This paper attempts to fill a gap in Canadian economic statistics. Saving by households is the largest component of net domestic saving in Canada, but lack of data has prevented any detailed examination of the saving behaviour of this sector. The periodical surveys of liquid assets provide information on the income distribution of household savings and some of the forms in which they are held, but no such distribution has been derived for household saving. A first step is made here in the analysis of Canadian household saving behaviour with the construction of income distributions of saving based on data collected by the Urban Family Expenditure Survey for 1959. The survey is not an ideal instrument for this purpose; it was designed primarily to derive detailed information on consumer expenditures, and it is not always possible to separate out, without using approximate methods, data required for saving estimates. In addition, the total sample is relatively small with only a limited number of respondents in the upper income and entrepreneurial categories which contribute substantially to total saving. However, there is no other Canadian source available for this type of study. The results obtained are of interest in themselves and their derivation can point up changes in survey methods and tabulations which would make future survey data more useful for the estimation of household saving.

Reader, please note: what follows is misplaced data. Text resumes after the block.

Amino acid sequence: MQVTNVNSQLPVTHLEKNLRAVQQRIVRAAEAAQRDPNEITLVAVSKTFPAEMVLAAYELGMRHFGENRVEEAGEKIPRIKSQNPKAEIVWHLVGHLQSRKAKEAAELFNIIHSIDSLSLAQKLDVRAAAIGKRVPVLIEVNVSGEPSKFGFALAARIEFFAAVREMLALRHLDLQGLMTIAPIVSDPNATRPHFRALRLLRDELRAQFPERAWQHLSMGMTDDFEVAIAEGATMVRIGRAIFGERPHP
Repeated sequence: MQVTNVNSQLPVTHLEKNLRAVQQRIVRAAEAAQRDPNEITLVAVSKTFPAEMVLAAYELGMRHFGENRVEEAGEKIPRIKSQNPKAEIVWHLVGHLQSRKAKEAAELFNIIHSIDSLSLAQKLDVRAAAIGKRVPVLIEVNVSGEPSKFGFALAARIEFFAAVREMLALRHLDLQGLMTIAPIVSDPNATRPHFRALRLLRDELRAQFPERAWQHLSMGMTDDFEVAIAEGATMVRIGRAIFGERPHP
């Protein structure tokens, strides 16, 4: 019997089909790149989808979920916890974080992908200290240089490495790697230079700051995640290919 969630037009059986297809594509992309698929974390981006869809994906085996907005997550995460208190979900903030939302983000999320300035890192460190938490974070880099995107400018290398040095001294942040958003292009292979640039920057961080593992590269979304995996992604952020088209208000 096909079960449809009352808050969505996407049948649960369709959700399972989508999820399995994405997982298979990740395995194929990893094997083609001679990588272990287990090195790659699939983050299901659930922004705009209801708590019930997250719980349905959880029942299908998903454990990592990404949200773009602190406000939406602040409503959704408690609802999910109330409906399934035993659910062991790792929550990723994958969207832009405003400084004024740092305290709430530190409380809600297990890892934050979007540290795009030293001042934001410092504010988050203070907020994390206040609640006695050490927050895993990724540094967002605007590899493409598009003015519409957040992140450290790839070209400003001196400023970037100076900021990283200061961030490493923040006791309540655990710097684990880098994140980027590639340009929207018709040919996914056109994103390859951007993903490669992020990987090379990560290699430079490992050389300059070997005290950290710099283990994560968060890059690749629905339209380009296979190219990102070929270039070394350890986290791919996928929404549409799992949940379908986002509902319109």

The 1959 survey was restricted to urban centres with a population of 15,000 or over, but there were no restrictions with respect to family size or income. A probability sample of slightly more than 3000 households was selected for the survey from the eighty-one urban areas which qualified. The sampling rate was 1/1500 in Montreal and Toronto, 1/800 in Vancouver, 1/300 in Newfoundland, and 1/600 in all other areas chosen. To obtain national averages the returns for each region were weighted to allow for differences in sampling and response rates. Response rates varied from 45 per cent in Toronto to 78 per cent in the Prairies, with an over-all average of approximately 62 per cent. No adjustment was made for differences in the response of the various family types. It was noted that “the proportion in the weighted sample of one-person units to families of two or more was below that indicated by available check data.” This lack of adjustment, if differences are significant, would bias the survey results and thus our saving estimates, if the responses varied with family type. Tables IV to VI, given below, indicate that substantial differences exist in the saving patterns of the three family sizes for which estimates were obtained.